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New research shows that consumers who select super-sized portions do so to get more power and status -- and that we fall for this trick most of the time

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PROBLEM: Many cultural norms associate larger products with greater status, and this is perhaps no more noticeable than in the food domain. The trouble is, the tendency to over-consume leads to obesity and other serious health risks, especially among consumers of lower socioeconomic status.

METHODOLOGY: Researchers David Dubois, Derek D. Rucker, and Adam D. Galinsky conducted six experiments to understand the relationship between portion size, status, and consumption. In one trial, 183 participants were asked to judge another consumer on several attributes, including status, after this consumer selected the largest options available for a set of mundane products, such as a smoothie, pizza, or coffee. To control for the effect of price, the researchers used scenarios where the products were either similarly priced or free.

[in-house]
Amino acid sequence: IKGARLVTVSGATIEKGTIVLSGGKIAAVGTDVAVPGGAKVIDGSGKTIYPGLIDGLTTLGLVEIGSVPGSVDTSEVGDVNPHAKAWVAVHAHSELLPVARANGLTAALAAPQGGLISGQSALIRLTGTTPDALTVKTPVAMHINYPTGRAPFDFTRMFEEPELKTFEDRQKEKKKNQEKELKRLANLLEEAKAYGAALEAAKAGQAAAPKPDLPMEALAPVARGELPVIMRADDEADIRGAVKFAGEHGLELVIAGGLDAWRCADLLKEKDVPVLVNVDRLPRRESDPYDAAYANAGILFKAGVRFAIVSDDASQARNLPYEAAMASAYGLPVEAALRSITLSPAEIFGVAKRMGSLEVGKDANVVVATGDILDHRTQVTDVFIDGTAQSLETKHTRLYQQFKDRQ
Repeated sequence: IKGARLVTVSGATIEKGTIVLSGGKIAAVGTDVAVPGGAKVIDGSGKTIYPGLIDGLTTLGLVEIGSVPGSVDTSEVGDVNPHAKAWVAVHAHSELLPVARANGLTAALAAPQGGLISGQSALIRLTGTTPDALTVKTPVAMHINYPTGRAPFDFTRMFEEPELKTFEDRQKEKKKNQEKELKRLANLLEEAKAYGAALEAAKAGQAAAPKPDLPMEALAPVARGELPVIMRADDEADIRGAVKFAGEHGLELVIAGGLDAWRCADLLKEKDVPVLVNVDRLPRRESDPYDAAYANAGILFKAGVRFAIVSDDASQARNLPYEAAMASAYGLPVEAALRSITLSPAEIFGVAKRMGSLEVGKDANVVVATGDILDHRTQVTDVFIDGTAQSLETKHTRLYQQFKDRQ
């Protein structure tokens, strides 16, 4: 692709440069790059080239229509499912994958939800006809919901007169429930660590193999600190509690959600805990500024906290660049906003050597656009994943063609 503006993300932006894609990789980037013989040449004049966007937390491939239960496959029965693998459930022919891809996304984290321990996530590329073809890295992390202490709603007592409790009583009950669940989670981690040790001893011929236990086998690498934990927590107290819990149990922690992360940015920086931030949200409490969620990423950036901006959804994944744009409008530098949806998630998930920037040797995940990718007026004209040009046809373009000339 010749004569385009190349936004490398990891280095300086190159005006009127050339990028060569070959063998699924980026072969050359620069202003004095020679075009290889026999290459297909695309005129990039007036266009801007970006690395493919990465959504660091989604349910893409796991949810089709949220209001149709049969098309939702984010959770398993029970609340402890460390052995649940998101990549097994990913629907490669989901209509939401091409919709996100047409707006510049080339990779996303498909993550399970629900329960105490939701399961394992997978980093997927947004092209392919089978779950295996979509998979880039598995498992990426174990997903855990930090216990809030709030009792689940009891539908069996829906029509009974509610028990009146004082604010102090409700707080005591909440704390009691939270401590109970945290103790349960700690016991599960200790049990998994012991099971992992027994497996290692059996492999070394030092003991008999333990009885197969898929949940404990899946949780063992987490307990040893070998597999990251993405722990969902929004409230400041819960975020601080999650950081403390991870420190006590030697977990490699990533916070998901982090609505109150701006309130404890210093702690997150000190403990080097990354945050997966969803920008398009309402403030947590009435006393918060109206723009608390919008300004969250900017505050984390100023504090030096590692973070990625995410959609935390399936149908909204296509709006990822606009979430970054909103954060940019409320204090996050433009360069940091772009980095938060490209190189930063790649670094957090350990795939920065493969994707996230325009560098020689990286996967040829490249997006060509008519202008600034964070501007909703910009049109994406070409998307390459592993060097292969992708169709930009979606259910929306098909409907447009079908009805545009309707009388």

RESULTS: Participants judged other consumers as having a higher status when they selected the biggest product within a set with small and medium alternatives. This positive attribution was unique to perceived status and did not affect other social judgments. In other experiments, consumers who felt powerless and alone chose larger portions than participants in the control group.

CONCLUSION: Retail therapy is real. Consumers who feel socially insecure will purchase more food to gain status, which other people do tend to afford them.

IMPLICATION: Whether for food or for clothes, it's best to buy with a smile.

SOURCE: The full study, "Super Size Me: Product Size as a Signal of Status," is published in the Journal of Consumer Research.

Image: Ryan Tir/Flickr.

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Hans Villarica writes for and produces The Atlantic's Health channel. His work has appeared in TIME, People Asia, and Fast Company.

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